There are literally a million things that run through my mind when I wake up every day.
How are my stocks doing? Did an oil pipeline burst in Iraq? What did Trump tweet this time? With so many potential distractions that enter my mind every morning, I have made a it a habit to focus on what really matters to me as a trader and I can set up my day for success in less than the time it takes to finish brewing my 10 ounces of Folgers.
As soon as I open my eyes, the first thing I do is give thanks for another day. The second thing I do is to pick up my phone and look at what the futures markets are doing.
I generally focus on just a few key things. I look at what the S&P futures are showing to get an idea of the broad market’s expectations of the day, and to see if any major news has been priced in overnight.
Next, I’ll look at gold and oil. I like to trade these two commodities so they’re definitely on my watchlist. I find that the after-hours prices shown on many platforms really don’t matter when I wake up at 4 a.m. CST to make a Wall Street Report video.
These prices tend to be institutions who are able to buy and sell outside what the retail trader is capable of doing, true market prices are really only relevant when the market opens.
At 4:30 a.m. almost every day, the Wall Street Journal Twitter account publishes its front page preview. I find this resource at this time almost indispensable. Pretty much everything you absolutely need to know is covered on the front page.
I like to read it from the top all the way down, and then all the headline blurbs on the side to get an idea of anything that might impact what I’m trading. If there’s news about a healthcare stock, then I know an ETF like XLV will be impacted.
If there’s tech news then I can reasonably expect XLK to show the results of the news. If Tesla CEO Elon Musk is anywhere on the page, then TSLA is most likely having financial problems (again).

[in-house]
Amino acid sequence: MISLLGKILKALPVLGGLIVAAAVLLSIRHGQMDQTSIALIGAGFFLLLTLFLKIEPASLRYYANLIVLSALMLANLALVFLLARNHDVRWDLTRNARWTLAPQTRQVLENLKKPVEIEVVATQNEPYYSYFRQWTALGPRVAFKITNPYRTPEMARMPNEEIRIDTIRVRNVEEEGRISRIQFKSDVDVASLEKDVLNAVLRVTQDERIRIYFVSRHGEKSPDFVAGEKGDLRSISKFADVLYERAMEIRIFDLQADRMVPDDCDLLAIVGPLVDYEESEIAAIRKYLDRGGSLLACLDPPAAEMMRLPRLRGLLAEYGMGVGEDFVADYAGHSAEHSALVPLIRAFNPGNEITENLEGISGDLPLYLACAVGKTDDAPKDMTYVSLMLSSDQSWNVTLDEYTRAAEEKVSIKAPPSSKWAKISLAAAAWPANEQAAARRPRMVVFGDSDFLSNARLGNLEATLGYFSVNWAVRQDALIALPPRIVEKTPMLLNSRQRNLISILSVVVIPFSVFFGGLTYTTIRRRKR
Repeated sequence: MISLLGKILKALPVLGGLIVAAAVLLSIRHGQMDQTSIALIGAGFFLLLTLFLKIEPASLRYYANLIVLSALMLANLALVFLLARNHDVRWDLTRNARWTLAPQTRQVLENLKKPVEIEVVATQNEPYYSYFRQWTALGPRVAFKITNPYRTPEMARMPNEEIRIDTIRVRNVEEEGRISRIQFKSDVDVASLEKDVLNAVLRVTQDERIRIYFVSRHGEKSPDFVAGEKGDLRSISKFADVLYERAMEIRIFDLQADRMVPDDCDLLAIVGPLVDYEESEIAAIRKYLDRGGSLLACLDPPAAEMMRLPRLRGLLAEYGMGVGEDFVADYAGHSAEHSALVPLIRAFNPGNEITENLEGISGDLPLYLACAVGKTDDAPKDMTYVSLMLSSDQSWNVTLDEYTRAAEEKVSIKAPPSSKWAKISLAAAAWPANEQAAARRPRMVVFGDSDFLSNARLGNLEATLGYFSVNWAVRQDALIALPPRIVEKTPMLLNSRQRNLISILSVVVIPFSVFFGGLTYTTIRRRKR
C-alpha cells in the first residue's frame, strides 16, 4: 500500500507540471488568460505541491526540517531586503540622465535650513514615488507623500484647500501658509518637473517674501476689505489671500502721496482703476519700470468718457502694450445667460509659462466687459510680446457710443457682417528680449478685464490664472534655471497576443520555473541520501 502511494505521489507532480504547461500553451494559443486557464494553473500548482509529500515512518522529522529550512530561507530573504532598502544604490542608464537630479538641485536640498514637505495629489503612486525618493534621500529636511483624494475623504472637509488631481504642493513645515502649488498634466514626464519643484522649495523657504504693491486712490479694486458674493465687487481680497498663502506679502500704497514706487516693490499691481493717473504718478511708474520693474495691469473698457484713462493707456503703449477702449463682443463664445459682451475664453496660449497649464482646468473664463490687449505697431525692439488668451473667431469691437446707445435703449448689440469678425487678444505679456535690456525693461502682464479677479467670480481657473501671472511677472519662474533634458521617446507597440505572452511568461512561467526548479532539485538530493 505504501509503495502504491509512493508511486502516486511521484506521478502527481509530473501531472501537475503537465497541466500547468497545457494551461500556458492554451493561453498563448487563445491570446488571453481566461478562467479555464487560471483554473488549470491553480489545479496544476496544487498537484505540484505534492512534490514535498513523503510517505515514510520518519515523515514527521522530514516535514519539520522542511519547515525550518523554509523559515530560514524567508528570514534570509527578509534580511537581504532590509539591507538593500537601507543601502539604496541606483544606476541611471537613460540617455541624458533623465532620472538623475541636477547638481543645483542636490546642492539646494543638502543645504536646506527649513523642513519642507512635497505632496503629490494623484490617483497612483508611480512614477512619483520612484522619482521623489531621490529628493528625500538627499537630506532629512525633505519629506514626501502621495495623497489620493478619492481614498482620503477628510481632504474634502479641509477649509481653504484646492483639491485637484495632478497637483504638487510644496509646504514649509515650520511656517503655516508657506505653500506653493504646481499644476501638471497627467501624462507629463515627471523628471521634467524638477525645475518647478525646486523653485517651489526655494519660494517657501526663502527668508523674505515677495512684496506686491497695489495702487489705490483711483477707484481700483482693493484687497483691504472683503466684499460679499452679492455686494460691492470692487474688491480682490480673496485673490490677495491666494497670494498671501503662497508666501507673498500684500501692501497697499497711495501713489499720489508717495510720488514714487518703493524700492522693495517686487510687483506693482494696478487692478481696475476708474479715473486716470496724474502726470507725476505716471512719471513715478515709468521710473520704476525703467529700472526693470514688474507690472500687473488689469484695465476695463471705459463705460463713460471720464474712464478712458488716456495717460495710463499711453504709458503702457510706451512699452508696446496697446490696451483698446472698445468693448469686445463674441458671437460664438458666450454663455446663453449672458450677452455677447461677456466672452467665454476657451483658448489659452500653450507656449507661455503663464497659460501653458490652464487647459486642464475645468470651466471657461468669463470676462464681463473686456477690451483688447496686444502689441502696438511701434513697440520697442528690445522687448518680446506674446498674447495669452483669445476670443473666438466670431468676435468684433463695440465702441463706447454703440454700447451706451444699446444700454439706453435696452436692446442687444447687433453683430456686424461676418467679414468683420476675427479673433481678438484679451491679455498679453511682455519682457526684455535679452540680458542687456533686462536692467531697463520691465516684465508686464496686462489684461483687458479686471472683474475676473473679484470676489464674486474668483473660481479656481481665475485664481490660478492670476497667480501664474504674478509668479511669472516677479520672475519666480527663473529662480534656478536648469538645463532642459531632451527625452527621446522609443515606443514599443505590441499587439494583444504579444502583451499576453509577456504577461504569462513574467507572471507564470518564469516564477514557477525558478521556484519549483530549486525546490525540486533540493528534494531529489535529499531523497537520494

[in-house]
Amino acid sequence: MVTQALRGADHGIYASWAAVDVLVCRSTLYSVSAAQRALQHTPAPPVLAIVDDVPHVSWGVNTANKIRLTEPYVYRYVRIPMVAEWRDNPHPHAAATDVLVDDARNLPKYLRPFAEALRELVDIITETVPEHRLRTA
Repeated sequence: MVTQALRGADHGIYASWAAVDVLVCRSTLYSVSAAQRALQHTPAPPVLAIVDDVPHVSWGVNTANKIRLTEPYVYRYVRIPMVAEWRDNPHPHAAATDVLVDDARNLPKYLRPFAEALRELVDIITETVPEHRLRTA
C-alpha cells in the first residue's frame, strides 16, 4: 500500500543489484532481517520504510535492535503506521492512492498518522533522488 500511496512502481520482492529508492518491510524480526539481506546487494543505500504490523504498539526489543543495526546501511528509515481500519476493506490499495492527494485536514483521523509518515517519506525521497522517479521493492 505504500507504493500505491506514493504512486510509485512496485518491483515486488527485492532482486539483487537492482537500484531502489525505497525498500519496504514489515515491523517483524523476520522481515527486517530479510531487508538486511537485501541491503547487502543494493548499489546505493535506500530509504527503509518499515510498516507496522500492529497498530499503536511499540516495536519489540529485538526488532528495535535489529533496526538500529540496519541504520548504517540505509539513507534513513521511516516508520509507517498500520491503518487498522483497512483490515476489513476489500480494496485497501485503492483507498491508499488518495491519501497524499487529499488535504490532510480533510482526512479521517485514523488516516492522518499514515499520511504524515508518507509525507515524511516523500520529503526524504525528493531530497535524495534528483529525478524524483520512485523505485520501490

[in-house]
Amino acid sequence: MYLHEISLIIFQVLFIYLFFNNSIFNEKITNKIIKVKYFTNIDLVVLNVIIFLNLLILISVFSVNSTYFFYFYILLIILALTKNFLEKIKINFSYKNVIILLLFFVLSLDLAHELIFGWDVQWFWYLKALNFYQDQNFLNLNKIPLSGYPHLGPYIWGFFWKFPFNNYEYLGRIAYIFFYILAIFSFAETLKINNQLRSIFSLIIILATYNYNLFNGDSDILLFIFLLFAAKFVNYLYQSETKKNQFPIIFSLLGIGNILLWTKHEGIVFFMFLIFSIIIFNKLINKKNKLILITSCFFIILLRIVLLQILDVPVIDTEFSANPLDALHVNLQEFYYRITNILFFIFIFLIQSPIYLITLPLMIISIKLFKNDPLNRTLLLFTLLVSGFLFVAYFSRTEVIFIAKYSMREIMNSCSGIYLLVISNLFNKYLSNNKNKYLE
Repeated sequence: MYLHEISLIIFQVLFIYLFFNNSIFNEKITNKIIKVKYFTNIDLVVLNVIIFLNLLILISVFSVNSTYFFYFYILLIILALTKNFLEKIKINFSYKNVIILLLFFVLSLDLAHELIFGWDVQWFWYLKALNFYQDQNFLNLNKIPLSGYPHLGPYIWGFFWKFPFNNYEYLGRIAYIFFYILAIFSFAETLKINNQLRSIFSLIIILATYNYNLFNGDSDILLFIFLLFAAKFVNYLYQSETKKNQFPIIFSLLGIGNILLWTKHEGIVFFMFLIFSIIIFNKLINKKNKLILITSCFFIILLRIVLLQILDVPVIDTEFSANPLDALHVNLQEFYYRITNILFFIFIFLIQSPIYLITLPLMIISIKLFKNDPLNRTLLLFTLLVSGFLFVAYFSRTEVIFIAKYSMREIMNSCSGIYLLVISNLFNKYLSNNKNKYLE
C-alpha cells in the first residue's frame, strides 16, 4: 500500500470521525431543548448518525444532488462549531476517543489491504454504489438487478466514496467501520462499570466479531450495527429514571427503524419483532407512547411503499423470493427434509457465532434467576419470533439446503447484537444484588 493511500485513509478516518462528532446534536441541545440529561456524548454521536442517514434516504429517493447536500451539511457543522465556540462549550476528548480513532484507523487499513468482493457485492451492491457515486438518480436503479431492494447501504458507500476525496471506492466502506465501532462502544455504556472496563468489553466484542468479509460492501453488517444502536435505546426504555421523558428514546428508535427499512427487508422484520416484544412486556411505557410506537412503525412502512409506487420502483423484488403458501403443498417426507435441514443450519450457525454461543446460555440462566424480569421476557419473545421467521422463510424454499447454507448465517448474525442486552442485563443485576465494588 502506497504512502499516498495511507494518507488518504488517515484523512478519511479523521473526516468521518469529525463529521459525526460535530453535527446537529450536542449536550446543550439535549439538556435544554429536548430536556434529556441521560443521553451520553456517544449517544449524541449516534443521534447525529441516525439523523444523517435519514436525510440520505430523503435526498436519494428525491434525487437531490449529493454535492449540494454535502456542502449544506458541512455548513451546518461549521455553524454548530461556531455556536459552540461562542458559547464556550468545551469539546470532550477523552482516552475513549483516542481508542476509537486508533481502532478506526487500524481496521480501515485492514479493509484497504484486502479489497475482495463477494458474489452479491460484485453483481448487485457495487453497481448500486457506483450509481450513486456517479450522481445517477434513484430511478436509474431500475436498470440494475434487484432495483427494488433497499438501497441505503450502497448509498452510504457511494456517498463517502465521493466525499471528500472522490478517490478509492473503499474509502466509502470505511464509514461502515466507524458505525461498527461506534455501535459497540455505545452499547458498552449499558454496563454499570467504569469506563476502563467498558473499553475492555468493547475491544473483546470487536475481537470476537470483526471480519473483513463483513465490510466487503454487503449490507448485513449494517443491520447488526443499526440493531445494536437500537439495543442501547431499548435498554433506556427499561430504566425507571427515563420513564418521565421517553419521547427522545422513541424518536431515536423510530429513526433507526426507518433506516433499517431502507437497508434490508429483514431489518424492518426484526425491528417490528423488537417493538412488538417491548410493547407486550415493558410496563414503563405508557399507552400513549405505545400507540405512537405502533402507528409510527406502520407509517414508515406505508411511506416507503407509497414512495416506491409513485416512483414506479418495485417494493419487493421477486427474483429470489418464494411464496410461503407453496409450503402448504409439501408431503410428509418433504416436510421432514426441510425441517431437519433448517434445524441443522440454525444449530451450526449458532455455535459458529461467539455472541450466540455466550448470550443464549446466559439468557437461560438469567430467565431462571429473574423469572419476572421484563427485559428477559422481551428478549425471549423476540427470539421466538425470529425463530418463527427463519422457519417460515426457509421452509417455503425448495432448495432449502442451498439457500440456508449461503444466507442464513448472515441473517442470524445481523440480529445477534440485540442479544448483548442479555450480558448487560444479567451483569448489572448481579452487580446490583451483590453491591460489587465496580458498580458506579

At this point, I go on with my day.
I take my kids to school and put trading in the back of my mind. When the market opens at 8:30 a.m. I like to immediately see what has happened in my portfolio, and then make plans for adjustments as necessary.
With options trading, the probability of profit is determined when the trade is entered. It’s usually only after several days and potentially a few news stories that an out-of-the-money call or put spread show any signs of trouble.
The great news is that with options, it’s not just buy and hold and hope for the best strategy. There’s a myriad of ways to defend a trade gone wrong, which we will cover in Thursday’s column for Money & Markets.
While there’s literally a million things you could focus on when you start your trading day, try to find what works best for you without being overwhelmed.
For me, that’s seeing the futures market early in the morning, checking the headlines for anything that can impact my portfolio and lastly, observing how the market opening has impacted my trades and putting together an action plan to take advantage of new trades, or to mitigate some of the risk inherent with any portfolio.
This whole process can take less than five minutes and sets the day — and your portfolio up for success.
Christopher M. Uhl, CMA, MOSM